Most days, I am an editor of wood. I swing wide the bay door of my shop and scan the stacks of lumber in the gray light. I lay my hands on the previous day’s work and think over the projects underway. Each day calls for some sort of revision, small or extensive. I must imagine and reimagine what is possible.
Though I carry many poems with me throughout the days, and read often, it was a wonderful experience to curate this small collection of incredible work by such talented poets, writers, and photographers. I spend the majority of my time working alone, but for the period I spent reading for this issue, I felt the shop was full of friends—though our mediums varied, our goal was common: to make a shape in which the heart can live.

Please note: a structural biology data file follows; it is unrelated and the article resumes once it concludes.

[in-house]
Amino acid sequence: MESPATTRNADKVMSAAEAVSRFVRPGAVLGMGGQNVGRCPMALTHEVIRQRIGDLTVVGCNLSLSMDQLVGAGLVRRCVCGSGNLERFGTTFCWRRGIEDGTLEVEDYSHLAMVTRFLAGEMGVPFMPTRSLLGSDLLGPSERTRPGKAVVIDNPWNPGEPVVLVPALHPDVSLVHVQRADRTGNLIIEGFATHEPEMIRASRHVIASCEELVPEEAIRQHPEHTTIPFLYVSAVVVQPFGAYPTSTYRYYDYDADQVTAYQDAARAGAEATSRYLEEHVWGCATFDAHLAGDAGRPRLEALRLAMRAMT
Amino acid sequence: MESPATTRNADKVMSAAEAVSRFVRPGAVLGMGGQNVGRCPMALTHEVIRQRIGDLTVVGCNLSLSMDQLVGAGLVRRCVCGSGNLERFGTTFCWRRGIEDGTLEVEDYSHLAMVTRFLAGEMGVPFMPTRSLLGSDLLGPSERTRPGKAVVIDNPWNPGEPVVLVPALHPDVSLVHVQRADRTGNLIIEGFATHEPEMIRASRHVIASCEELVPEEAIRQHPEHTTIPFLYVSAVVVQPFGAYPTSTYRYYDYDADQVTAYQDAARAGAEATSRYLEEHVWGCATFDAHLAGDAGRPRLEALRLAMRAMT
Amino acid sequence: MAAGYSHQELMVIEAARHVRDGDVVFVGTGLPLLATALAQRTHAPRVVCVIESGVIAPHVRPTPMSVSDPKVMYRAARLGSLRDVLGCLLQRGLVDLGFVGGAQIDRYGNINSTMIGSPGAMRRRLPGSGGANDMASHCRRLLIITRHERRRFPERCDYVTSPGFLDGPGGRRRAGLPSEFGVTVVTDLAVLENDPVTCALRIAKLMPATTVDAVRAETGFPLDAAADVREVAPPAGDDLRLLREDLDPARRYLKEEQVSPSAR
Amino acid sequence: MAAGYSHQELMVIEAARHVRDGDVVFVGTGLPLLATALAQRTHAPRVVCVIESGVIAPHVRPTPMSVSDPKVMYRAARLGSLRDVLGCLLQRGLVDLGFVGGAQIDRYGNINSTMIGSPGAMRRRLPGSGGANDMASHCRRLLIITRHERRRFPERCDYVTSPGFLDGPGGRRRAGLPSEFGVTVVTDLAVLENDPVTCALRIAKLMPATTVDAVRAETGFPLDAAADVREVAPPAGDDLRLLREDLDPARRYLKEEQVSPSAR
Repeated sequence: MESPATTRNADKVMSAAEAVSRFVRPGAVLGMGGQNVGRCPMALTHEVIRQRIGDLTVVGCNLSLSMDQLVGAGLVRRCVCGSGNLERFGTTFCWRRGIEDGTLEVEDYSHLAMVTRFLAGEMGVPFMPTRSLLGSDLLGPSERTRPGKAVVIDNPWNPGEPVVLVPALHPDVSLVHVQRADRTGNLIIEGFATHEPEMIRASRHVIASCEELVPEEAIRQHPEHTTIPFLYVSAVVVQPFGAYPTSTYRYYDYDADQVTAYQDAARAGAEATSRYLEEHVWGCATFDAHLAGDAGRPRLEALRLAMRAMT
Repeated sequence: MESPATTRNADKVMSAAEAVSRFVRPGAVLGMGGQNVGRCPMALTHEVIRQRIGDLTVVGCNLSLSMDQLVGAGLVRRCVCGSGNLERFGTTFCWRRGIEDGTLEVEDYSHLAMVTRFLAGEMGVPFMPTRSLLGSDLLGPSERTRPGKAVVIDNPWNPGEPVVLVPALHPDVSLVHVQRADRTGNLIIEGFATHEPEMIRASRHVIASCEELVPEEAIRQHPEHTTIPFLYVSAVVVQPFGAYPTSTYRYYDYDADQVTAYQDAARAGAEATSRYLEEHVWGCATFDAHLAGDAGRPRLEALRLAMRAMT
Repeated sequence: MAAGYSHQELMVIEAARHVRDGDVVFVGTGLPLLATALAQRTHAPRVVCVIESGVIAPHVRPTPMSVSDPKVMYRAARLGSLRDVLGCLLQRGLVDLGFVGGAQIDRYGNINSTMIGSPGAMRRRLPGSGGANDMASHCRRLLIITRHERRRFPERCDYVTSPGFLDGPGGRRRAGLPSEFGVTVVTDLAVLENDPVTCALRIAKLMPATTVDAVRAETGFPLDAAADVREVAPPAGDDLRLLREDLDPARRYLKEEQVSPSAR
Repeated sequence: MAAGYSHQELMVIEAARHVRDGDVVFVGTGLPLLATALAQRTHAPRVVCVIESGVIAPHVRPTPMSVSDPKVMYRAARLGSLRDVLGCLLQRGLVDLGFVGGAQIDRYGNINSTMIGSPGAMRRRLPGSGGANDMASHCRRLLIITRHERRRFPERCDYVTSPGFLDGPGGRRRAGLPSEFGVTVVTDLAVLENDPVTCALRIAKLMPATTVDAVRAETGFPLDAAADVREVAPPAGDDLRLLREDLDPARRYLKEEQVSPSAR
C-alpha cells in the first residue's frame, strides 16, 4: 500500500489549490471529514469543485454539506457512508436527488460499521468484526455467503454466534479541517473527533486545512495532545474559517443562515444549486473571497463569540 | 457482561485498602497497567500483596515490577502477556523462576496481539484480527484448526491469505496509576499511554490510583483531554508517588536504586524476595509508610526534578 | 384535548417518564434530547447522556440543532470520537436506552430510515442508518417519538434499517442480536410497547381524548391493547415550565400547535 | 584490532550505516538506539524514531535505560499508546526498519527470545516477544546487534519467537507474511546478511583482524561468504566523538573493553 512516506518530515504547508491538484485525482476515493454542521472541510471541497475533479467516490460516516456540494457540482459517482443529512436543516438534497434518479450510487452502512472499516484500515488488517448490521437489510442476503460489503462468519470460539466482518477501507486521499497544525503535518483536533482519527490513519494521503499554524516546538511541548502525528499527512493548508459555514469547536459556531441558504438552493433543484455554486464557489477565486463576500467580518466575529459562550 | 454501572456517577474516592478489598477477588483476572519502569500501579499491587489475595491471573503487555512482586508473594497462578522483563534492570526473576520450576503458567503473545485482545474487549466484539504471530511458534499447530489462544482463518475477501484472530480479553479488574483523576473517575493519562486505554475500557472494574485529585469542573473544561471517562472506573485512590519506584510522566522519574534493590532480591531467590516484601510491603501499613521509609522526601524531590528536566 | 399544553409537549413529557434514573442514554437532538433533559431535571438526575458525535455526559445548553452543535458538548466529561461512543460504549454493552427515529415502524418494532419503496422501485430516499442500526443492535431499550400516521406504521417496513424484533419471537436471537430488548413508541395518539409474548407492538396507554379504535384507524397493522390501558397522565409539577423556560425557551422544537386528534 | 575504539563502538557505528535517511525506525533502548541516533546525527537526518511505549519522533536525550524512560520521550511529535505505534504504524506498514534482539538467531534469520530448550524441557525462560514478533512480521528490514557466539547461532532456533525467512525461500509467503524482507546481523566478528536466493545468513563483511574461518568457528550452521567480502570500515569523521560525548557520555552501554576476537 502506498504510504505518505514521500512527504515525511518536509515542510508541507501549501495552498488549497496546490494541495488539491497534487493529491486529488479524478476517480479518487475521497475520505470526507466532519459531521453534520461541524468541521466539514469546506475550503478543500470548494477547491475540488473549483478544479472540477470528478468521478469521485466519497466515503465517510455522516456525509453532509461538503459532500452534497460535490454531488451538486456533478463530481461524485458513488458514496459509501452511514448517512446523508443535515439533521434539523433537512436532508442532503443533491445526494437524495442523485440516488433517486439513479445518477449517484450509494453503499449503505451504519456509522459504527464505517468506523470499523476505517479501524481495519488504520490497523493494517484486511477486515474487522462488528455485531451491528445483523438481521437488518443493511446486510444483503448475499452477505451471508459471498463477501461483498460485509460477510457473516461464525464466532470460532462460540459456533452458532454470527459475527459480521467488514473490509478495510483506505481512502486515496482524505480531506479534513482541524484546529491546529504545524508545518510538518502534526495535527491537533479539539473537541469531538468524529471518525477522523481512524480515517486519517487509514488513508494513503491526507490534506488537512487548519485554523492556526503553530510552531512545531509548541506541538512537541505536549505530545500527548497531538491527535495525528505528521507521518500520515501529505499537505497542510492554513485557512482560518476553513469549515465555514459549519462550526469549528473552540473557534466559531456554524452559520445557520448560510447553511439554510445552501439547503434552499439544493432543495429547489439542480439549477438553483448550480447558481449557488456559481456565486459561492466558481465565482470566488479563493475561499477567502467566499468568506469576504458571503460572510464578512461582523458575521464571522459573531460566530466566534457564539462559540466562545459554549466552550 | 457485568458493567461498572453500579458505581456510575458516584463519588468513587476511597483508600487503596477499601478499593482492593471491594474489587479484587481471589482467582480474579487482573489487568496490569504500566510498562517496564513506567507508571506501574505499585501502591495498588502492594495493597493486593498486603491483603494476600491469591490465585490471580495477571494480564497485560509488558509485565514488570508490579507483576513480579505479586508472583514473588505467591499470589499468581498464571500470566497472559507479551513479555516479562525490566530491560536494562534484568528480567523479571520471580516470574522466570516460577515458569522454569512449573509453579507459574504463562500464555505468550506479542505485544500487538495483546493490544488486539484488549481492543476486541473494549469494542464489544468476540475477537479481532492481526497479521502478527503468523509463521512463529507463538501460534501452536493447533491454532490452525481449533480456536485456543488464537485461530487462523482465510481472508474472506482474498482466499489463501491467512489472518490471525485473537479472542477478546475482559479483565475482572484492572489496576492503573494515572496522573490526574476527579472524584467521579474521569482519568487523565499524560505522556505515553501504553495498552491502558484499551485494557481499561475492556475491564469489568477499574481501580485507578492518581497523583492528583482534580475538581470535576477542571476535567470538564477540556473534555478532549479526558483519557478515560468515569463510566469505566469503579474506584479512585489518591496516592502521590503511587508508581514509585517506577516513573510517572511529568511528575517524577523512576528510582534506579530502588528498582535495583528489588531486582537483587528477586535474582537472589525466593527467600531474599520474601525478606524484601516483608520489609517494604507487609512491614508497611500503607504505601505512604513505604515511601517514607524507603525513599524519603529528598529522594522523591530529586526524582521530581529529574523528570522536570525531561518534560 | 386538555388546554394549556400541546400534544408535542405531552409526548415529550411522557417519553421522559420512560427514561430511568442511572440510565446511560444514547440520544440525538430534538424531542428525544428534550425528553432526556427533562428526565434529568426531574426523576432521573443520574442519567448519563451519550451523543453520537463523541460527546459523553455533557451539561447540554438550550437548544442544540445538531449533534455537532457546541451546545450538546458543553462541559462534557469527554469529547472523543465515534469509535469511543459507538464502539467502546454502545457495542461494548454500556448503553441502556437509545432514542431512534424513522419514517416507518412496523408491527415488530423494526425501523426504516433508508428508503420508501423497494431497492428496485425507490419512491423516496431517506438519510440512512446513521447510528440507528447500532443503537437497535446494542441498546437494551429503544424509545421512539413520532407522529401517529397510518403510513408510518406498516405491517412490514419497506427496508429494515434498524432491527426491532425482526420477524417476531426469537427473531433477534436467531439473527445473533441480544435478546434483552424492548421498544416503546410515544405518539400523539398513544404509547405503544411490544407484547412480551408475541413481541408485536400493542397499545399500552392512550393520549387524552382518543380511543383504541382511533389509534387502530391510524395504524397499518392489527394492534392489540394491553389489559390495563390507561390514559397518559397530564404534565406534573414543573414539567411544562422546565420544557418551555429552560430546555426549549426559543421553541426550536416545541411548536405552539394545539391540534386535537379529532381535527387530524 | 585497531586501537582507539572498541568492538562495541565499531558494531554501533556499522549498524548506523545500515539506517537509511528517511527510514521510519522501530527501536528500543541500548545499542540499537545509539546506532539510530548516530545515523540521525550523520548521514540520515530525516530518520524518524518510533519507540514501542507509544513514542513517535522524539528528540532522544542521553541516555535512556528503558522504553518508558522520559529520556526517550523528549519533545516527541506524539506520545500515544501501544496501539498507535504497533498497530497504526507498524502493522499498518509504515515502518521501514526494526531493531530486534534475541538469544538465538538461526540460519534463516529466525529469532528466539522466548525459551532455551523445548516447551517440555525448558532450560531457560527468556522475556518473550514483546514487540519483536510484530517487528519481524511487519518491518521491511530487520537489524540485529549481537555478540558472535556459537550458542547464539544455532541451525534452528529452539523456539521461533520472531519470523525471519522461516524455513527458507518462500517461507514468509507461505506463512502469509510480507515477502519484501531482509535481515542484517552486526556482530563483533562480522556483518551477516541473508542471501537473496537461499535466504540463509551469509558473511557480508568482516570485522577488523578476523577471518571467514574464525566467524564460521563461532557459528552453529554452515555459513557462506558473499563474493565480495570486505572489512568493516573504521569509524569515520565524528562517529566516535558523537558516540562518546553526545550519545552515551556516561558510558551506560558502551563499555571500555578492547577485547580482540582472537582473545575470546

In his expansive and imaginative essay published in this issue, Dan Beachy-Quick writes:
A poem begins by making a shape. It draws a circumference. All that is in it is the poem. What is outside of it is not. There is a silence on the inside and a silence on the outside but they are different silences. It’s hard to hear the difference.
At the bandsaw, I passed a board through the blade and thought about this difference. I went at the rough work with the sander and made it smooth. I took measurements and set up the frames. Though it was just the outline, I could see the shape of what it would become.
To me, these intersections make life impossibly rich. Inside my woodwork now lives a thought made by a man I’ve never met—this was the gift of this opportunity and assignment, given to me by Editor, Ben Evans. Now, inside my world, new worlds. May it also be so for you.